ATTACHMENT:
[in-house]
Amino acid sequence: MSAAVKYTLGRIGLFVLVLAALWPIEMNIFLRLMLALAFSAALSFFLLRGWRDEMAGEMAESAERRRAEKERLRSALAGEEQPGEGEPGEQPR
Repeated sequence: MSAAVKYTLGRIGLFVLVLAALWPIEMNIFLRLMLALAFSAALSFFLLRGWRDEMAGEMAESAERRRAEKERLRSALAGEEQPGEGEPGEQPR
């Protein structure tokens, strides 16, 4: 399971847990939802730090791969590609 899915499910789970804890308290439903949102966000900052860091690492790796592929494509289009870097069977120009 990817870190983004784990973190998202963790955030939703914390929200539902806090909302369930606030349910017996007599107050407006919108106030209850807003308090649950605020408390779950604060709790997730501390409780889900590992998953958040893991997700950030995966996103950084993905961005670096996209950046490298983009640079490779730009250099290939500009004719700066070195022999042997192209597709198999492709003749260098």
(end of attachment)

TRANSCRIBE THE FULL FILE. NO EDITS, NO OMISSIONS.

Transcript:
[in-house]
Amino acid sequence: MSAAVKYTLGRIGLFVLVLAALWPIEMNIFLRLMLALAFSAALSFFLLRGWRDEMAGEMAESAERRRAEKERLRSALAGEEQPGEGEPGEQPR
Repeated sequence: MSAAVKYTLGRIGLFVLVLAALWPIEMNIFLRLMLALAFSAALSFFLLRGWRDEMAGEMAESAERRRAEKERLRSALAGEEQPGEGEPGEQPR
């Protein structure tokens, strides 16, 4: 399971847990939802730090791969590609 899915499910789970804890308290439903949102966000900052860091690492790796592929494509289009870097069977120009 990817870190983004784990973190998202963790955030939703914390929200539902806090909302369930606030349910017996007599107050407006919108106030209850807003308090649950605020408390779950604060709790997730501390409780889900590992998953958040893991997700950030995966996103950084993905961005670096996209950046490298983009640079490779730009250099290939500009004719700066070195022999042997192209597709198999492709003749260098």